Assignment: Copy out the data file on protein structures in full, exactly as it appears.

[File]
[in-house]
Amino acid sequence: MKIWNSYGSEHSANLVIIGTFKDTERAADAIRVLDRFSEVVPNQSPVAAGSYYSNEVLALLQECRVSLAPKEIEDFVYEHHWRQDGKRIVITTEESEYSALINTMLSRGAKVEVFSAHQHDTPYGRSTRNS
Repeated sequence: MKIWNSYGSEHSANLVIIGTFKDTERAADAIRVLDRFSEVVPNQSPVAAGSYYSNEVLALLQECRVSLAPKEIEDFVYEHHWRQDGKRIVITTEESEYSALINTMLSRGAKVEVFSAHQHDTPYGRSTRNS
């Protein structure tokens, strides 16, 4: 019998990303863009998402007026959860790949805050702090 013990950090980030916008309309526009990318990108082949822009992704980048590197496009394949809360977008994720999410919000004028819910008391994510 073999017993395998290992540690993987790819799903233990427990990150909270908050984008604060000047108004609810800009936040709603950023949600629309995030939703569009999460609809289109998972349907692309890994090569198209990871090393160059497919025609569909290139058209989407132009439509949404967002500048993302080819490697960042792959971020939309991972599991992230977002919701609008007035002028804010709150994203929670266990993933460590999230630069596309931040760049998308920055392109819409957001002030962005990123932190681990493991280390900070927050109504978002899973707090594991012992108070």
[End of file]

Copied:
[in-house]
Amino acid sequence: MKIWNSYGSEHSANLVIIGTFKDTERAADAIRVLDRFSEVVPNQSPVAAGSYYSNEVLALLQECRVSLAPKEIEDFVYEHHWRQDGKRIVITTEESEYSALINTMLSRGAKVEVFSAHQHDTPYGRSTRNS
Repeated sequence: MKIWNSYGSEHSANLVIIGTFKDTERAADAIRVLDRFSEVVPNQSPVAAGSYYSNEVLALLQECRVSLAPKEIEDFVYEHHWRQDGKRIVITTEESEYSALINTMLSRGAKVEVFSAHQHDTPYGRSTRNS
């Protein structure tokens, strides 16, 4: 019998990303863009998402007026959860790949805050702090 013990950090980030916008309309526009990318990108082949822009992704980048590197496009394949809360977008994720999410919000004028819910008391994510 073999017993395998290992540690993987790819799903233990427990990150909270908050984008604060000047108004609810800009936040709603950023949600629309995030939703569009999460609809289109998972349907692309890994090569198209990871090393160059497919025609569909290139058209989407132009439509949404967002500048993302080819490697960042792959971020939309991972599991992230977002919701609008007035002028804010709150994203929670266990993933460590999230630069596309931040760049998308920055392109819409957001002030962005990123932190681990493991280390900070927050109504978002899973707090594991012992108070």